9 Easy Tips to Kickstart Your Spring Wellness Routine

Prioritize mental health, eat healthy, embrace exercise

A young woman rejoices in a field of yellow flowers. SD Health Magazine

Prioritize mental health, eat healthy, embrace exercise

Spring is the perfect time to turn the focus back to you and take steps to improve your health. The natural world is in renewal mode. You can be too. 

Whether you’re currently in tip-top shape or have chronic conditions in need of management, there are numerous ways to steer yourself toward better health, says Stephen Shapero, MD, a family medicine physician at Scripps Coastal Medical Center Carlsbad

“Many of my patients — from adolescents to senior citizens — claim they plan to do something to improve their health ‘down the road,’” Dr. Shapero says. “I understand it’s human nature, but we all need to start today.” 

Spring clean your health and wellness routine with these tips from Dr. Shapero. 

1. Schedule “Me” time for better mental health 

To improve physical health, take time to nurture mental health. Make it a priority to replenish yourself and relax. Find ways to manage stress and connect with friends and loved ones. 

2. Clean up your diet 

Add more seasonal fruits and vegetables — aim to get at least five servings daily — to your diet. Also, add in healthy fats (limit refined oils or fried foods), whole grains, lean meats and low-fat dairy products.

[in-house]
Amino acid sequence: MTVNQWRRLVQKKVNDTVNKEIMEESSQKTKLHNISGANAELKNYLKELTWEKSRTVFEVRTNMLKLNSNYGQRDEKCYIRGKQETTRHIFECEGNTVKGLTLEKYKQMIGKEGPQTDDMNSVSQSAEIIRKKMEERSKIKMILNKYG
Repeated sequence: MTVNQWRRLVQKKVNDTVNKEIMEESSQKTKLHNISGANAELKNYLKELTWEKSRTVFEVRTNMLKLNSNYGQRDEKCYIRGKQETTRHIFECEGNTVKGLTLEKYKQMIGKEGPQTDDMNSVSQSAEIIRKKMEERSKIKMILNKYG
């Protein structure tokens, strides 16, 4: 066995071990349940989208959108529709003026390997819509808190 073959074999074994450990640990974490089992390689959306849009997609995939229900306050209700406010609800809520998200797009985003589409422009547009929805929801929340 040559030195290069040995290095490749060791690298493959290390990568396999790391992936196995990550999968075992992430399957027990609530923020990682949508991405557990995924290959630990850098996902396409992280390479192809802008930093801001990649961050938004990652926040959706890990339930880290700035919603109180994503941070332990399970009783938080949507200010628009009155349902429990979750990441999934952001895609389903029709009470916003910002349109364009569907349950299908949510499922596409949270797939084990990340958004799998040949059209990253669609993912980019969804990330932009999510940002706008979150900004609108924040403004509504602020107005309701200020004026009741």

3. Stay hydrated 

Hydration is always important — our bodies are roughly 60% water — but becomes even more so as the weather heats up and as we ramp up our exercise levels. 

4. Move your body, preferably outdoors  

The standard minimum recommended time of moderate-intensity physical activity is 150 minutes per week. You don’t need to become a marathon runner; walking or gardening will suffice, as long as your muscles are activated and you do it consistently. Exercising in the sunshine adds a mood-enhancing benefit. 

5. Protect your skin and eyes from UV rays 

Californians need to be even more vigilant with sunscreen. Wear sunglasses, wide-brimmed hats and garments with long sleeves and pants while outside to help prevent skin cancer. Though studies have shown daily sunscreen use has little effect on vitamin D production, seniors may benefit from vitamin D supplements. Even with adequate sunshine, older skin does not produce enough. 

6. Stop smoking and vaping 

E-cigarettes are not a safe alternative to smoking. Both contain cancer-causing chemicals. Your physician can help you develop a cessation plan. 

7. Get adequate sleep 

You’re too busy to “waste” time on sleep? Think again. Adults generally require at least seven hours nightly. Inadequate sleep can hinder your immune system and sense of well-being. It’s not a luxury; it’s a necessity. 

8. Address springtime allergies 

Outdoor and indoor allergens can both be disruptive. Changing home air filters can help, as well as avoiding outdoor activities on high pollen days and taking over-the-counter allergy medication. 

9. Schedule annual checkups 

Yearly physicals include screenings for cancer and heart disease, recommended immunizations and discussions with your doctor about family medical history. Don’t put off this important check-in. 

San Diego Health Magazine cover, spring 2024

This content appeared in San Diego Health, a publication in partnership between Scripps and San Diego Magazine that celebrates the healthy spirit of San Diego.

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